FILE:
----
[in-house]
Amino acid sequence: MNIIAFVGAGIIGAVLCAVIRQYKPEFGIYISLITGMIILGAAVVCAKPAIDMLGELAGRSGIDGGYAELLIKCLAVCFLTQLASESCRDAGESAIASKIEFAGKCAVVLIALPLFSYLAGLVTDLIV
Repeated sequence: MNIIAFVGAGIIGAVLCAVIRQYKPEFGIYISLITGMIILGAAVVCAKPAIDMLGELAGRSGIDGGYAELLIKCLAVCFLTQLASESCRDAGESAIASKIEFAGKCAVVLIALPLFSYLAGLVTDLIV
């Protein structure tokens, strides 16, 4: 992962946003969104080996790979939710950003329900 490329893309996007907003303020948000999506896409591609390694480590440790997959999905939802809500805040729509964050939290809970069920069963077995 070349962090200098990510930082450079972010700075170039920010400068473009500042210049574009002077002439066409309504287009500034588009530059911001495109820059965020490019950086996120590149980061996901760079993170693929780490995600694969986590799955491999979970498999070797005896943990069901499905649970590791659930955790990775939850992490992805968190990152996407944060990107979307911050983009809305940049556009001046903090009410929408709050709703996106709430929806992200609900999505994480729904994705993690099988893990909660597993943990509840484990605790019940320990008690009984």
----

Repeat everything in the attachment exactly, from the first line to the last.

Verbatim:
[in-house]
Amino acid sequence: MNIIAFVGAGIIGAVLCAVIRQYKPEFGIYISLITGMIILGAAVVCAKPAIDMLGELAGRSGIDGGYAELLIKCLAVCFLTQLASESCRDAGESAIASKIEFAGKCAVVLIALPLFSYLAGLVTDLIV
Repeated sequence: MNIIAFVGAGIIGAVLCAVIRQYKPEFGIYISLITGMIILGAAVVCAKPAIDMLGELAGRSGIDGGYAELLIKCLAVCFLTQLASESCRDAGESAIASKIEFAGKCAVVLIALPLFSYLAGLVTDLIV
């Protein structure tokens, strides 16, 4: 992962946003969104080996790979939710950003329900 490329893309996007907003303020948000999506896409591609390694480590440790997959999905939802809500805040729509964050939290809970069920069963077995 070349962090200098990510930082450079972010700075170039920010400068473009500042210049574009002077002439066409309504287009500034588009530059911001495109820059965020490019950086996120590149980061996901760079993170693929780490995600694969986590799955491999979970498999070797005896943990069901499905649970590791659930955790990775939850992490992805968190990152996407944060990107979307911050983009809305940049556009001046903090009410929408709050709703996106709430929806992200609900999505994480729904994705993690099988893990909660597993943990509840484990605790019940320990008690009984």